Back in June, lawmakers tacked a new 1099 reporting requirement into the Health Care Bill. This requirement, if it holds up, will require all small businesses based in Smithtown to start issuing 1099s to all of their vendors and suppliers staring in 2012 (including Staples, Verizon, YellowPages, etc.).
Obviously, this portion of the Health Care Bill (really nice that this was actually part of a "Health Care" bill by the way), came under tight scrutiny and was attacked by both the small business community and small business CPAs.
In June I predicted that this portion of the Health Care Bill would not hold up and would be repealed sometime before 2012. I was almost right. And then the politicians got involved.
As the attacks grew, many politicians decided to jump on the bandwagon and try to put together a repeal to the 1099 reporting requirement portion of the Health Care Bill that they voted to pass earlier in the year. Republicans and Democrats were both on board with the plan and started drafting new bills that would repeal the 1099 reporting requirements.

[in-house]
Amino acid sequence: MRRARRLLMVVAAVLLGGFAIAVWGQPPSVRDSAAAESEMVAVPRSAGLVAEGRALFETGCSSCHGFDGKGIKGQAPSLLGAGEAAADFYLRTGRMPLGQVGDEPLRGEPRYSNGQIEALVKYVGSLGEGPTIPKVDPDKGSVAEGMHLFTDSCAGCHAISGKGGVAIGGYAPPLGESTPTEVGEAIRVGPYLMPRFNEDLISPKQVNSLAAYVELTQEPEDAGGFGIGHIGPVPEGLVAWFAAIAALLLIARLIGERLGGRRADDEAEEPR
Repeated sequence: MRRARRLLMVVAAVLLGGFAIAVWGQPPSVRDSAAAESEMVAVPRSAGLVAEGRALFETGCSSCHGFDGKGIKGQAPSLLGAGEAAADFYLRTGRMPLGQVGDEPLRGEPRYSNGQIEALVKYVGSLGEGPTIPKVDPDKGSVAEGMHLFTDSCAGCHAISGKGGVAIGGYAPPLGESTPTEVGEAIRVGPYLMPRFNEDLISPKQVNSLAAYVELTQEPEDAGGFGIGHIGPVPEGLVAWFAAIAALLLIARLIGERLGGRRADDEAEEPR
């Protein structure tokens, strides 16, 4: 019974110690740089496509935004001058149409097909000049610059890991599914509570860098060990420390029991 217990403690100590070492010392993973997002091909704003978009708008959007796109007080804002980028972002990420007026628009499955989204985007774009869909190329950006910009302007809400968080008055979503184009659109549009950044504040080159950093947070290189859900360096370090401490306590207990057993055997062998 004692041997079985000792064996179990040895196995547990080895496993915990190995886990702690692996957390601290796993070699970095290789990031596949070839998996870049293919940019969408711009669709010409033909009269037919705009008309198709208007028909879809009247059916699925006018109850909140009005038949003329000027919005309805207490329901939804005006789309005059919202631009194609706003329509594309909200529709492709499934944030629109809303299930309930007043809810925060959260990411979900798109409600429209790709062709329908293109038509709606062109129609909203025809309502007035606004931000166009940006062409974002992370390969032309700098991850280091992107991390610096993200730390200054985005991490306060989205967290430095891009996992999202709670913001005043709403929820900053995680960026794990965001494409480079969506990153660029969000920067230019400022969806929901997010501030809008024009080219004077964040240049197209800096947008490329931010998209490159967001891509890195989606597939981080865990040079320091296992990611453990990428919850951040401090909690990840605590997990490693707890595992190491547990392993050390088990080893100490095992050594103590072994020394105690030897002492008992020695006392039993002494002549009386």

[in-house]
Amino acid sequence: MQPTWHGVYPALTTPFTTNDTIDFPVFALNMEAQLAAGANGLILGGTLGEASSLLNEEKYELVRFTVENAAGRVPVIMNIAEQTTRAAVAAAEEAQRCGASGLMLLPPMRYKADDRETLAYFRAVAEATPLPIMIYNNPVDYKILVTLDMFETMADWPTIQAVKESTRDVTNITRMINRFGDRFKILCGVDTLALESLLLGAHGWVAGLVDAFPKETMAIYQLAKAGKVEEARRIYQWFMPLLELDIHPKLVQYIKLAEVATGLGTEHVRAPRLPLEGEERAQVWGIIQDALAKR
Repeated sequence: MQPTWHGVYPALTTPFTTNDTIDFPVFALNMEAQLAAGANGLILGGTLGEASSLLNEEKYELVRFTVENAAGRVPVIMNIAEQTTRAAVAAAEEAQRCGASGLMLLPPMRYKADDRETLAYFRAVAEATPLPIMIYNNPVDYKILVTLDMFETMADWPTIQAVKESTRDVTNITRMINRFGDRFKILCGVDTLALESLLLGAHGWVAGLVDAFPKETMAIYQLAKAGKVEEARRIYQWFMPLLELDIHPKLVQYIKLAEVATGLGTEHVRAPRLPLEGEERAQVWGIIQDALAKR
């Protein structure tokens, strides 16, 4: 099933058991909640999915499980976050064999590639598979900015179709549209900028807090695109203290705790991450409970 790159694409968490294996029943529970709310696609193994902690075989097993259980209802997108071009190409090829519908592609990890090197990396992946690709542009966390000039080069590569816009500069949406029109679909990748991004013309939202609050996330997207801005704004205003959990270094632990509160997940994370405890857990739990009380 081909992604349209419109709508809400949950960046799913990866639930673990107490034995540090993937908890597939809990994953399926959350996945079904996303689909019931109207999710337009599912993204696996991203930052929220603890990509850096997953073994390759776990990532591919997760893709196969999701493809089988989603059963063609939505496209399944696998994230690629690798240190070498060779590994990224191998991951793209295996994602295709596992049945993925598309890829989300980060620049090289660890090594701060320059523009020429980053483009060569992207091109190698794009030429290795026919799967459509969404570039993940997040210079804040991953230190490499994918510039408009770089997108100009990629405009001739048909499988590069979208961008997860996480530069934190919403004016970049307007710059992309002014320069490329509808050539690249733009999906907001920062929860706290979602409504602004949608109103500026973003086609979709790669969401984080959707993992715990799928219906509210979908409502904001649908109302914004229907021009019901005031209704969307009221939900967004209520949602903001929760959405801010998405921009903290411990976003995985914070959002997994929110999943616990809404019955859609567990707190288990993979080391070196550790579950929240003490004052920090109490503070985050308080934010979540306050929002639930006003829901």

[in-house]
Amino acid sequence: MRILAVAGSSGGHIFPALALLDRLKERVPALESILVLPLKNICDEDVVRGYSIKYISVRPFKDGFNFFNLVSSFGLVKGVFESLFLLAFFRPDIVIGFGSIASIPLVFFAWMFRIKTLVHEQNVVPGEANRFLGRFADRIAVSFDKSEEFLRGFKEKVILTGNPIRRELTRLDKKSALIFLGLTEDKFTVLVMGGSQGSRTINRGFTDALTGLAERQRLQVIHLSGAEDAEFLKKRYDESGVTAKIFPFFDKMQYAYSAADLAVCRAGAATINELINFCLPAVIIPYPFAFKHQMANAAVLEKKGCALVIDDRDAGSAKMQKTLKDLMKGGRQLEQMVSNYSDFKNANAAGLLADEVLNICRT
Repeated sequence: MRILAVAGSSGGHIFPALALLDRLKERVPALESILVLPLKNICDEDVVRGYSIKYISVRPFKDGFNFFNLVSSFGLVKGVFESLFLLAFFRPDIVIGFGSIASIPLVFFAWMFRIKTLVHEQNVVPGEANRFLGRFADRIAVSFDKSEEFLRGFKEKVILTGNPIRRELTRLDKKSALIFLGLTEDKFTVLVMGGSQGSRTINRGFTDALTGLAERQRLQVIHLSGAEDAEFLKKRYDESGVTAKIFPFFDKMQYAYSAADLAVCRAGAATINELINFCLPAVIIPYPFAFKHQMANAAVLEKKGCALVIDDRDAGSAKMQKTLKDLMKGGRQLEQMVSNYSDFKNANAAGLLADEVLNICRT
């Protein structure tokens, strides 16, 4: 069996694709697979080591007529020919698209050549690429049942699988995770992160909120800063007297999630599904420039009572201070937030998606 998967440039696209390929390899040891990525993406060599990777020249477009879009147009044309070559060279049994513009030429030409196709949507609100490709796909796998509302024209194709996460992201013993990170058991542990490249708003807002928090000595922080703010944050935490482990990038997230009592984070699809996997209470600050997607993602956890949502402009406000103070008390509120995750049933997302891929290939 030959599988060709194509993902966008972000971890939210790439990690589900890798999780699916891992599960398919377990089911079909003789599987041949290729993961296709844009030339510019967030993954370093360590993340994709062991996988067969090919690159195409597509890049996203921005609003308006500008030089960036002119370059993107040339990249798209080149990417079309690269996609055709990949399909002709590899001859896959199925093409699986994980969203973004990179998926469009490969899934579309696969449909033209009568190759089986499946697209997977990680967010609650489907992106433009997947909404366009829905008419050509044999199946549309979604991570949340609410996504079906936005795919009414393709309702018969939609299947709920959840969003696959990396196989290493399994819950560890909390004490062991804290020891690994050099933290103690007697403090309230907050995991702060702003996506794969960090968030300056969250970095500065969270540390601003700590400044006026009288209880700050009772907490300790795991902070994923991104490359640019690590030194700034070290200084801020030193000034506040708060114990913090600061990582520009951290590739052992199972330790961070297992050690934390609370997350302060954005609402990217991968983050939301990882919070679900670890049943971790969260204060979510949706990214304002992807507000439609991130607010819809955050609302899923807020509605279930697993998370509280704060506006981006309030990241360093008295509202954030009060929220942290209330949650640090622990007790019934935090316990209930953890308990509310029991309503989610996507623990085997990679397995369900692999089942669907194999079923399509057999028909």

The Democrats were the first to get a bill on paper, however, they tried to bury some additional stipulations in this new bill, including a new tax on overseas businesses and putting an end to Grantor Retained Annuity Trusts (GRATs).
With these new stipulations, the bill failed before it even got off the ground.
Maybe one day we can live in a society where each bill and each law pertains to one specific topic so that votes can be cast based on the task at hand and not based on all the other unrelated pork barrel nonsense that gets tacked onto bills.
This way, when we have situations like this where the Republicans want something repealed and the Democrats want the same thing repealed, it can just be repealed without having to decide on whether or not a 4% tax on all copies of Lost Season 3 DVDs sold in Podunk, Idaho should get earmarked to fund a work study program.
Until then, all small businesses based in Smithtown should unite and contact their congressmen in an effort to ensure the 1099 reporting requirement set forth in this year's Health Care Bill gets repealed prior to 2012.